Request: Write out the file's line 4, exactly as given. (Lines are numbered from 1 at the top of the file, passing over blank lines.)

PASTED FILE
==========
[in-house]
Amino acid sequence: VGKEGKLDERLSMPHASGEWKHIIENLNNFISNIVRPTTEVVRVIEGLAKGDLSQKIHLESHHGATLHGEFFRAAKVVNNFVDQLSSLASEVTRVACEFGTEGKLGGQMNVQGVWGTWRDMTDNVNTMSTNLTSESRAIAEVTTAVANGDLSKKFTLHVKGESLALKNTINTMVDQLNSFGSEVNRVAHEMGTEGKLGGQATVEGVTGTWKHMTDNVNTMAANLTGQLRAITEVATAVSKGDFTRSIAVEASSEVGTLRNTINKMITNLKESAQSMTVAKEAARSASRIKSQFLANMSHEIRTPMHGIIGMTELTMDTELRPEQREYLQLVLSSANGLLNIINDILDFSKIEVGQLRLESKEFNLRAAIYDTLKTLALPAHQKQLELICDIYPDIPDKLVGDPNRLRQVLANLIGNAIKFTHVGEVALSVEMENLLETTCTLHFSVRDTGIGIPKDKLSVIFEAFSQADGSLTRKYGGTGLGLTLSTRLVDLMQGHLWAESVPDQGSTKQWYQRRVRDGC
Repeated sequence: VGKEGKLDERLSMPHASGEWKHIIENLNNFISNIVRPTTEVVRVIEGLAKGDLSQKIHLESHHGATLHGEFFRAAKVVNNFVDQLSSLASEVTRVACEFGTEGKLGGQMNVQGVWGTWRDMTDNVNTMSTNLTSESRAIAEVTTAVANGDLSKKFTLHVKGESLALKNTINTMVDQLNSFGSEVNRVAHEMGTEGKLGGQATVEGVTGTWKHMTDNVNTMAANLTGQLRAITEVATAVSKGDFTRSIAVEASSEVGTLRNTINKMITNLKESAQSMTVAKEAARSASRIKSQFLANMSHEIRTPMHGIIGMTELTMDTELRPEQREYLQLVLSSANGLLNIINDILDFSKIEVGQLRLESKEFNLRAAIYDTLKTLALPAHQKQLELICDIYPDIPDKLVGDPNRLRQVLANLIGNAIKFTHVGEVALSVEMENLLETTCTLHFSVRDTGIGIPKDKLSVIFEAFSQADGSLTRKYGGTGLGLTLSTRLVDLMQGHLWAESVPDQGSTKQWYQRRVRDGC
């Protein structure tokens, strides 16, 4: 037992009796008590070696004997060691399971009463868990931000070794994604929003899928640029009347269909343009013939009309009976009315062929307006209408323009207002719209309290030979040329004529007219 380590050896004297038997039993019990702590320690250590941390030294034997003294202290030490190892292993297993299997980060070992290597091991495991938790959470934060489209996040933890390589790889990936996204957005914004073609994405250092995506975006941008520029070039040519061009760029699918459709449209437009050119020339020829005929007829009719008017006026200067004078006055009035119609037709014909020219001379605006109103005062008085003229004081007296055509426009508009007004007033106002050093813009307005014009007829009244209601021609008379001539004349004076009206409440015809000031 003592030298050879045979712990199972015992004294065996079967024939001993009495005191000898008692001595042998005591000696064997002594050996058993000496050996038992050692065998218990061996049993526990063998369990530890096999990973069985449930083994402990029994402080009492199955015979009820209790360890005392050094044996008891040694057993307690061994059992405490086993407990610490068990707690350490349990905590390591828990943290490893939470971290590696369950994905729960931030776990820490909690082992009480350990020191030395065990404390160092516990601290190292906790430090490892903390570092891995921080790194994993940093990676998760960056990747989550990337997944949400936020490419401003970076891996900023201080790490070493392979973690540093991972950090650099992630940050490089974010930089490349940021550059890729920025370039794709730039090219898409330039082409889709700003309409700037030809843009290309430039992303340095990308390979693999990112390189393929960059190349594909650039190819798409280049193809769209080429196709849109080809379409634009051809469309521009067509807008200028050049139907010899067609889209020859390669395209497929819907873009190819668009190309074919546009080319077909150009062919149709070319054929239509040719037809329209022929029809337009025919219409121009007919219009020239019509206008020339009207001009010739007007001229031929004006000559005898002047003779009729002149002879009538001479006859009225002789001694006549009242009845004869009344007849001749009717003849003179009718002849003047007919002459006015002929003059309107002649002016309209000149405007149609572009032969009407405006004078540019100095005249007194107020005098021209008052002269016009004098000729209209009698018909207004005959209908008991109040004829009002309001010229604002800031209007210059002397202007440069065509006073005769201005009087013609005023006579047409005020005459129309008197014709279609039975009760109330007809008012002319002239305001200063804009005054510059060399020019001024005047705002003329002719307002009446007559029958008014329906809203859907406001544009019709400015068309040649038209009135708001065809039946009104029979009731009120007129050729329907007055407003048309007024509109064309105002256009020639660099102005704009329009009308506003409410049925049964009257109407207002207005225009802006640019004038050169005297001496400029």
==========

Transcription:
């Protein structure tokens, strides 16, 4: 037992009796008590070696004997060691399971009463868990931000070794994604929003899928640029009347269909343009013939009309009976009315062929307006209408323009207002719209309290030979040329004529007219 380590050896004297038997039993019990702590320690250590941390030294034997003294202290030490190892292993297993299997980060070992290597091991495991938790959470934060489209996040933890390589790889990936996204957005914004073609994405250092995506975006941008520029070039040519061009760029699918459709449209437009050119020339020829005929007829009719008017006026200067004078006055009035119609037709014909020219001379605006109103005062008085003229004081007296055509426009508009007004007033106002050093813009307005014009007829009244209601021609008379001539004349004076009206409440015809000031 003592030298050879045979712990199972015992004294065996079967024939001993009495005191000898008692001595042998005591000696064997002594050996058993000496050996038992050692065998218990061996049993526990063998369990530890096999990973069985449930083994402990029994402080009492199955015979009820209790360890005392050094044996008891040694057993307690061994059992405490086993407990610490068990707690350490349990905590390591828990943290490893939470971290590696369950994905729960931030776990820490909690082992009480350990020191030395065990404390160092516990601290190292906790430090490892903390570092891995921080790194994993940093990676998760960056990747989550990337997944949400936020490419401003970076891996900023201080790490070493392979973690540093991972950090650099992630940050490089974010930089490349940021550059890729920025370039794709730039090219898409330039082409889709700003309409700037030809843009290309430039992303340095990308390979693999990112390189393929960059190349594909650039190819798409280049193809769209080429196709849109080809379409634009051809469309521009067509807008200028050049139907010899067609889209020859390669395209497929819907873009190819668009190309074919546009080319077909150009062919149709070319054929239509040719037809329209022929029809337009025919219409121009007919219009020239019509206008020339009207001009010739007007001229031929004006000559005898002047003779009729002149002879009538001479006859009225002789001694006549009242009845004869009344007849001749009717003849003179009718002849003047007919002459006015002929003059309107002649002016309209000149405007149609572009032969009407405006004078540019100095005249007194107020005098021209008052002269016009004098000729209209009698018909207004005959209908008991109040004829009002309001010229604002800031209007210059002397202007440069065509006073005769201005009087013609005023006579047409005020005459129309008197014709279609039975009760109330007809008012002319002239305001200063804009005054510059060399020019001024005047705002003329002719307002009446007559029958008014329906809203859907406001544009019709400015068309040649038209009135708001065809039946009104029979009731009120007129050729329907007055407003048309007024509109064309105002256009020639660099102005704009329009009308506003409410049925049964009257109407207002207005225009802006640019004038050169005297001496400029």